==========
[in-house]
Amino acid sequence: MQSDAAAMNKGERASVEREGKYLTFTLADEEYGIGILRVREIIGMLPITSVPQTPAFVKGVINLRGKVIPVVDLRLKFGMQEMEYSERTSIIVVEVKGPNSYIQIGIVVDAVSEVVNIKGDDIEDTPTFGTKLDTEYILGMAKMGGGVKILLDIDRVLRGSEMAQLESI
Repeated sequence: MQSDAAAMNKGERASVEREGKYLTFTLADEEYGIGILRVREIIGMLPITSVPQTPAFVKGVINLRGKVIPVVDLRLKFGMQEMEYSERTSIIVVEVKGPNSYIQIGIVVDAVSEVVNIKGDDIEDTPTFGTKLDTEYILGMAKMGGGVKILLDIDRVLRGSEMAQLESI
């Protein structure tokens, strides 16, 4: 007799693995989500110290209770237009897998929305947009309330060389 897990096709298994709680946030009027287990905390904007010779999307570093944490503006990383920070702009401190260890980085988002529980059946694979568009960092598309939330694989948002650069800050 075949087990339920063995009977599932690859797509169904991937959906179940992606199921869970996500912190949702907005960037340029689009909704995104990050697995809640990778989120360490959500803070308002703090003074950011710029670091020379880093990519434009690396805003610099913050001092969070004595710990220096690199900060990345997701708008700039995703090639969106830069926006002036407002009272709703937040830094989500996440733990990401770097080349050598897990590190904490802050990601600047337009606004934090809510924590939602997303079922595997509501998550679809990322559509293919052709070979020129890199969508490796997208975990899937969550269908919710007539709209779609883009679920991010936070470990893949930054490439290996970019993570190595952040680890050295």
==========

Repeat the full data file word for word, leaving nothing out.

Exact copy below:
[in-house]
Amino acid sequence: MQSDAAAMNKGERASVEREGKYLTFTLADEEYGIGILRVREIIGMLPITSVPQTPAFVKGVINLRGKVIPVVDLRLKFGMQEMEYSERTSIIVVEVKGPNSYIQIGIVVDAVSEVVNIKGDDIEDTPTFGTKLDTEYILGMAKMGGGVKILLDIDRVLRGSEMAQLESI
Repeated sequence: MQSDAAAMNKGERASVEREGKYLTFTLADEEYGIGILRVREIIGMLPITSVPQTPAFVKGVINLRGKVIPVVDLRLKFGMQEMEYSERTSIIVVEVKGPNSYIQIGIVVDAVSEVVNIKGDDIEDTPTFGTKLDTEYILGMAKMGGGVKILLDIDRVLRGSEMAQLESI
């Protein structure tokens, strides 16, 4: 007799693995989500110290209770237009897998929305947009309330060389 897990096709298994709680946030009027287990905390904007010779999307570093944490503006990383920070702009401190260890980085988002529980059946694979568009960092598309939330694989948002650069800050 075949087990339920063995009977599932690859797509169904991937959906179940992606199921869970996500912190949702907005960037340029689009909704995104990050697995809640990778989120360490959500803070308002703090003074950011710029670091020379880093990519434009690396805003610099913050001092969070004595710990220096690199900060990345997701708008700039995703090639969106830069926006002036407002009272709703937040830094989500996440733990990401770097080349050598897990590190904490802050990601600047337009606004934090809510924590939602997303079922595997509501998550679809990322559509293919052709070979020129890199969508490796997208975990899937969550269908919710007539709209779609883009679920991010936070470990893949930054490439290996970019993570190595952040680890050295």